Weinberger v. Salfi, 422 U.S. at 765, 95 S.Ct. at 2467; see also Montgomery v. Rumsfeld, 572 F.2d at 253. Some of these policies are implicated here. In particular, review at this point may be premature and the record as it now stands may be inadequate for judicial review of Rodrigues's due process claim.2


First, it is not entirely clear what relief Rodrigues is seeking. The thrust of his complaint seems to be that he wants a hearing concerning the overpayment and termination decisions, and retroactive reinstatement of benefits until such a hearing is held. But the Secretary has now notified Rodrigues that he will have a hearing, and, in fact, that hearing already may have taken place.3


If reinstatement of benefits pending a hearing is the only relief that Rodrigues seeks and a hearing has been held, it may be that this case is now moot. On the other hand, if Rodrigues seeks or is entitled to other relief or if he contends that the hearing he was given still does not satisfy due process requirements, it may be that he has now sufficiently exhausted administrative remedies and the case should go forward in the district court.


If the hearing Rodrigues was promised has not taken place, or if it has taken place but no decision has been issued, it may be appropriate for the district court to retain jurisdiction in order to ensure that Rodrigues is given the process he is due.


In sum, then, whether it is prudent to require exhaustion in this case depends on precisely what relief Rodrigues is seeking, where his compensation claim stands in the administrative process, and whether subsequent administrative hearings, if they have occurred, have affected Rodrigues's claims.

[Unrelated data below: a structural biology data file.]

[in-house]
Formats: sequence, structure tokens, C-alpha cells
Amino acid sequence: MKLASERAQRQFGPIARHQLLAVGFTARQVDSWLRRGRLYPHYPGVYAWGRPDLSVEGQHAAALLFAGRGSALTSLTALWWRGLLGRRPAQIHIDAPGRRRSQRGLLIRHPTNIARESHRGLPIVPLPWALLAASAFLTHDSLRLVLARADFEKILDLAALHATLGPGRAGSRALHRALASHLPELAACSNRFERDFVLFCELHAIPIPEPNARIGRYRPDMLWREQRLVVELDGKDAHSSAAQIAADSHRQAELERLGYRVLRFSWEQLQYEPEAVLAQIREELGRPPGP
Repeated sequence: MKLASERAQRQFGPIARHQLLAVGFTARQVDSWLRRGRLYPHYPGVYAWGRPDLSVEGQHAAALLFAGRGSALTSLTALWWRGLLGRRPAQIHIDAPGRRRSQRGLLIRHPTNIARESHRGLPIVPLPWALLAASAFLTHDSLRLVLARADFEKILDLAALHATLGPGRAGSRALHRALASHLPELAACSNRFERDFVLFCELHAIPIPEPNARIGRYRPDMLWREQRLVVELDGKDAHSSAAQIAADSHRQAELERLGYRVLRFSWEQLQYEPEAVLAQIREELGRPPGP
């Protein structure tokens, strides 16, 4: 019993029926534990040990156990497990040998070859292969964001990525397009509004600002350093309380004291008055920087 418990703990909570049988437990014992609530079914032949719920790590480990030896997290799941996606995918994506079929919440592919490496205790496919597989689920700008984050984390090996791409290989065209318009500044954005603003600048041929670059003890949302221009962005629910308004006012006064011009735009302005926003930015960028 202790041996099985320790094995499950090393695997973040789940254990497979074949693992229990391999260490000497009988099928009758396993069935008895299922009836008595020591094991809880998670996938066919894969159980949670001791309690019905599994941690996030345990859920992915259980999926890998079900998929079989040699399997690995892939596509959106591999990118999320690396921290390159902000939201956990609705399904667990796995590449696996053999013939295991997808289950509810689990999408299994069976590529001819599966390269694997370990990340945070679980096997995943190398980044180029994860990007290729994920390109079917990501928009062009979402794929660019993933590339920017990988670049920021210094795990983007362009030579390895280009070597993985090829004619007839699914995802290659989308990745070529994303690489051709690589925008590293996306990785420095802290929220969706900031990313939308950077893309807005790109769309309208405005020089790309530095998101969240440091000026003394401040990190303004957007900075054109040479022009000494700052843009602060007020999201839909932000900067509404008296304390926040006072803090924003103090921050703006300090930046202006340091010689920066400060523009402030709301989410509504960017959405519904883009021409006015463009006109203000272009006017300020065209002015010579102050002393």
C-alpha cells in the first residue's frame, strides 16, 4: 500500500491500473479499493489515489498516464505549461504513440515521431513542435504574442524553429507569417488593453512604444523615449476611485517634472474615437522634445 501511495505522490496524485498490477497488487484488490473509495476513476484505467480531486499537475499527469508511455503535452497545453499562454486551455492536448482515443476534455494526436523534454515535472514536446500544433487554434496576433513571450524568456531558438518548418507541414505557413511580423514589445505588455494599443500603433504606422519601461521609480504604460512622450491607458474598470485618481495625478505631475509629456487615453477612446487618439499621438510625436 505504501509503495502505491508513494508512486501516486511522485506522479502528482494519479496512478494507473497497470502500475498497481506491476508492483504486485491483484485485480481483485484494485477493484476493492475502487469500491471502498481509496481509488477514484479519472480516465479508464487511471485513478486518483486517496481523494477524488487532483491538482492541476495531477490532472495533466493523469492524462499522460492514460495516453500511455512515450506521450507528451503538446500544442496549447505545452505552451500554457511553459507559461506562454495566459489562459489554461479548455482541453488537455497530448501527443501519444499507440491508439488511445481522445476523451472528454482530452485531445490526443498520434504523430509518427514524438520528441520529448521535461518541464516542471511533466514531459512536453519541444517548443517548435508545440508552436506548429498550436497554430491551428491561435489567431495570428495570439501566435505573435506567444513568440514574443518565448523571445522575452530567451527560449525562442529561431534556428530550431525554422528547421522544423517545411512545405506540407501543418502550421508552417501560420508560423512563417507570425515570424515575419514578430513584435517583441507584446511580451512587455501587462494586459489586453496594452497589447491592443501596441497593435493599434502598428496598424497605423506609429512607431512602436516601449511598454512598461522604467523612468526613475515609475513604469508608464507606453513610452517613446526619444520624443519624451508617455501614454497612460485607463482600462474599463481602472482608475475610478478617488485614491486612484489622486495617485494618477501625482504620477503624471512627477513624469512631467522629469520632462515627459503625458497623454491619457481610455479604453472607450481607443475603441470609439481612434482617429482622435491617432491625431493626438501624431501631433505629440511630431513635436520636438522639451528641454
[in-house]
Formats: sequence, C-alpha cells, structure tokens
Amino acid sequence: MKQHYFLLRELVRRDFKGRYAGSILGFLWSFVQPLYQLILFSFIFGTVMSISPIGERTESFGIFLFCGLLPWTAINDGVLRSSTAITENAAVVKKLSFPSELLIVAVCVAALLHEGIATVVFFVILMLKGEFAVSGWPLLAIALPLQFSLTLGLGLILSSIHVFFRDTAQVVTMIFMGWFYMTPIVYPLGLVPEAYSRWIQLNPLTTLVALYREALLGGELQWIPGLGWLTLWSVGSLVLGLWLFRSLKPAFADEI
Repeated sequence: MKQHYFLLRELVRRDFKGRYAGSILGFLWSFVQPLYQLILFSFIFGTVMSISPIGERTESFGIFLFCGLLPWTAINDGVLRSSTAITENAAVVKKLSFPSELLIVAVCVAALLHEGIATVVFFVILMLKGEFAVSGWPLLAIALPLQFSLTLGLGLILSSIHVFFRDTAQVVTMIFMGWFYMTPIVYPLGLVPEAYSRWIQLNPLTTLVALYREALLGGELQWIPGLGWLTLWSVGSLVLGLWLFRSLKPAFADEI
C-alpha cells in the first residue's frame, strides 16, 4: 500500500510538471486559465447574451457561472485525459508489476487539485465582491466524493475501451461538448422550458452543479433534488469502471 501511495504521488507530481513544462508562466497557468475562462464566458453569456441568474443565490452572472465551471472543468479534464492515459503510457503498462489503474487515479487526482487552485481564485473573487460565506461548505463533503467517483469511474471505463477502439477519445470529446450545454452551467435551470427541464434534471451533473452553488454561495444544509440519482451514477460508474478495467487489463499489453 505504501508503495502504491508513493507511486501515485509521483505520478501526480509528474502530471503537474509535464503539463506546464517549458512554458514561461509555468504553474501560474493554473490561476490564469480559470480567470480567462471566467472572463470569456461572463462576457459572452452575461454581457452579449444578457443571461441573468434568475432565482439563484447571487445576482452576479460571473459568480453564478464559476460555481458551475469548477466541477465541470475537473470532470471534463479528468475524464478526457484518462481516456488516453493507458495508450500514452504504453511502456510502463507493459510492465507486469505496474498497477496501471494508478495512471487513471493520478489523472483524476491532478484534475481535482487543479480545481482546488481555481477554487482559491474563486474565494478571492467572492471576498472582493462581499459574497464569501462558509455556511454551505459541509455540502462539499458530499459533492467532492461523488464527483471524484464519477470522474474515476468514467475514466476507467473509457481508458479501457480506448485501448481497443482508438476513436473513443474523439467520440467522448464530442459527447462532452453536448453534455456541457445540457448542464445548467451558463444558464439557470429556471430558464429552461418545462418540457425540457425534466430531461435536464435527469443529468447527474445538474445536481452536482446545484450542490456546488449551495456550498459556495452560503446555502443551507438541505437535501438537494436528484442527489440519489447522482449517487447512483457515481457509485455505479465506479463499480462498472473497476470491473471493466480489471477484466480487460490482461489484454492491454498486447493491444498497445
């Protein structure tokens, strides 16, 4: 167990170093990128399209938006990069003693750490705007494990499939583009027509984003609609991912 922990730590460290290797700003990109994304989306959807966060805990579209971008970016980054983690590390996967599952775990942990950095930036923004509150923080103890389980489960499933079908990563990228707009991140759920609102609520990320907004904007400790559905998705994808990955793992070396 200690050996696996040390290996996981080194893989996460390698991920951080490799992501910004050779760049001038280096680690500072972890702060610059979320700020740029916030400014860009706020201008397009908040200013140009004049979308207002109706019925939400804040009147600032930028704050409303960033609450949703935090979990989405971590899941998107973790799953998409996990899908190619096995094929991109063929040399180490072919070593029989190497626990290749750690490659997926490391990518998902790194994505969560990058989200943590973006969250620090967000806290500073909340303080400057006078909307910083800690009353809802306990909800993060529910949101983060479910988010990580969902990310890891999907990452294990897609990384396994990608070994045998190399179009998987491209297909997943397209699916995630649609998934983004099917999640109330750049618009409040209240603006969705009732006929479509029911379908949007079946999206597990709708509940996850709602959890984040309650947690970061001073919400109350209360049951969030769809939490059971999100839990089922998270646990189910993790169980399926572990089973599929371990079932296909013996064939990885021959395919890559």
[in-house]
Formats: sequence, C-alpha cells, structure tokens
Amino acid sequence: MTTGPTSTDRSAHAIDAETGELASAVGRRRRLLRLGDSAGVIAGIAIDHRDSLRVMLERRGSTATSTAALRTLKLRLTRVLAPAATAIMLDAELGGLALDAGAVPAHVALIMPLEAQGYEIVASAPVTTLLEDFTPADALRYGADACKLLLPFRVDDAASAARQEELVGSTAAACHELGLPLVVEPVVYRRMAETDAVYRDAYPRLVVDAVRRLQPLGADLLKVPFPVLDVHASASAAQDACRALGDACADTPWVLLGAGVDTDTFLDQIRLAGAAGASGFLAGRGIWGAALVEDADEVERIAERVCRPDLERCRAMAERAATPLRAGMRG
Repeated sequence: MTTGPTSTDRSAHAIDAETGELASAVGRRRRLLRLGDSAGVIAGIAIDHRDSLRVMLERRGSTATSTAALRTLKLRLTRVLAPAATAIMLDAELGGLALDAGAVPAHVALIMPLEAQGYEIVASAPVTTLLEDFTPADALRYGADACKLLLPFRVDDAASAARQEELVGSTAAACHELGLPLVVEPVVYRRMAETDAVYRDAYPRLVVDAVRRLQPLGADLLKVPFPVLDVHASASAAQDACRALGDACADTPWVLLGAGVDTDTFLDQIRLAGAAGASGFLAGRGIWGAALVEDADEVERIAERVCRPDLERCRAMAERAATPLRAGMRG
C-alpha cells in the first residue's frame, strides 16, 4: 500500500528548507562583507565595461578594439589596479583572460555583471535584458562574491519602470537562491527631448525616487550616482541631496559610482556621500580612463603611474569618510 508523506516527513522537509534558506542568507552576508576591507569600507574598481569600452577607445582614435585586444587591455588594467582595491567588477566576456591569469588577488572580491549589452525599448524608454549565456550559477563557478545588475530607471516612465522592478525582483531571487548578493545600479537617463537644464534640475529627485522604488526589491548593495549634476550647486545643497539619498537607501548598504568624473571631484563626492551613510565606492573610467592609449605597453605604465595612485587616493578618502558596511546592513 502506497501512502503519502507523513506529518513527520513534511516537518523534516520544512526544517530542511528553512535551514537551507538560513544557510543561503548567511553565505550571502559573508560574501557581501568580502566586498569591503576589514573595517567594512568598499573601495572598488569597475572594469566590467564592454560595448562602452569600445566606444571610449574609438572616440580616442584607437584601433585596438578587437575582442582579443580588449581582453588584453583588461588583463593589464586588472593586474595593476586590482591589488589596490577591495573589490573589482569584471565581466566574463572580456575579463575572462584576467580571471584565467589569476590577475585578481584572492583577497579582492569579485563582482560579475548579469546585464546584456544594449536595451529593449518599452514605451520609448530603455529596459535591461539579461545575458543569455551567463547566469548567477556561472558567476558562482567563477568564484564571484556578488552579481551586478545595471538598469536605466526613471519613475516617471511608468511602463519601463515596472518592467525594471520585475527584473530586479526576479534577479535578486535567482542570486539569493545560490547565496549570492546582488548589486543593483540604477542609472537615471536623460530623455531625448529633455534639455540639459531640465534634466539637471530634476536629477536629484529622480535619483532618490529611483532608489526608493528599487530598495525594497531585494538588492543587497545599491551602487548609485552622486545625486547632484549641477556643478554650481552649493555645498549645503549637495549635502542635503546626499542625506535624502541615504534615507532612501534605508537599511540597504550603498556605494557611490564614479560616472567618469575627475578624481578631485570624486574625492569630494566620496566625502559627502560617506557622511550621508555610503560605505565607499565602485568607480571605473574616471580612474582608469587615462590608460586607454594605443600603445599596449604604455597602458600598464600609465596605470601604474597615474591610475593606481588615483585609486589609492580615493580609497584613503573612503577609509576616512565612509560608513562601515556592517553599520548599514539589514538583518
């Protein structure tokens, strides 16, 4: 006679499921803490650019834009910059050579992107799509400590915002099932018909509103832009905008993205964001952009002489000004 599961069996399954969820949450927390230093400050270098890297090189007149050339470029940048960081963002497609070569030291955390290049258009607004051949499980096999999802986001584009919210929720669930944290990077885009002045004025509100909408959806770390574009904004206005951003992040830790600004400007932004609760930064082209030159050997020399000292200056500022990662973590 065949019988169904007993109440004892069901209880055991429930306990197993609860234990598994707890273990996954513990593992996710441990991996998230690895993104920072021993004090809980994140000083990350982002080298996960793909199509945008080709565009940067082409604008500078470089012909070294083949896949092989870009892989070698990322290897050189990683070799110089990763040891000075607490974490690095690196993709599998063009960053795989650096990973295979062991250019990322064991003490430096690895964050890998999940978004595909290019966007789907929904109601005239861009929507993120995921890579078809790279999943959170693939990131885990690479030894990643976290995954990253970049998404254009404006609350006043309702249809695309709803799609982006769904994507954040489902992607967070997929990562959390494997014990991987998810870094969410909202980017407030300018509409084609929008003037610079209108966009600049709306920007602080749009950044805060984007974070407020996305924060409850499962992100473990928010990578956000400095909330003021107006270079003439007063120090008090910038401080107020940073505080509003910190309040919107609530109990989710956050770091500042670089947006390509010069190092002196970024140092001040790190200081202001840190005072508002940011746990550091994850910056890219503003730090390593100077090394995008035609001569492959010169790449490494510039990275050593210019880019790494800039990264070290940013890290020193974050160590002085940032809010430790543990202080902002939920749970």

Given the vagaries of this case, we are in no position to say whether requiring exhaustion would be wise. In any event, the determination whether to require exhaustion is a matter committed in the first instance to the district court's discretion. The district court, having construed exhaustion as jurisdictional and having dismissed on that basis, has not exercised its discretion.4 Under these circumstances, the appropriate course is to remand to allow the district court the opportunity to exercise its discretion. See Stratman v. Watt, 656 F.2d 1321, 1326 (9th Cir.1981), cert. dismissed, 456 U.S. 901, 102 S.Ct. 1744, 72 L.Ed.2d 170 (1982); SEC v. G.C. George Securities, Inc., 637 F.2d at 688 & n. 3; Montgomery v. Rumsfeld, 572 F.2d at 254. We do not preclude the possibility that the district court after a review of the facts may find this case moot.



We conclude that the district court had jurisdiction over Rodrigues's action. We remand to the district court to allow it to consider whether to exercise that jurisdiction or to require exhaustion or to fashion such other relief as may be indicated.




The record does not show what this additional information was or whether OIG issued a report of its investigation and findings


Here, we refer to the inadequacy of the record, not in the sense of lack of factual determinations going to the merits of Rodrigues's compensation claim, but rather in the sense of lack of facts as to exactly what process the Secretary has or will afford Rodrigues (the type of hearing, the reasons for delay, etc.)


It was scheduled for the week of April 22-26, 1985


The district court may decide to require exhaustion, or it may decide to exercise its jurisdiction and allow the action to proceed. Alternatively, the court might retain jurisdiction over the case, but stay its own proceedings pending administrative review. See Montgomery v. Rumsfeld, 572 F.2d at 254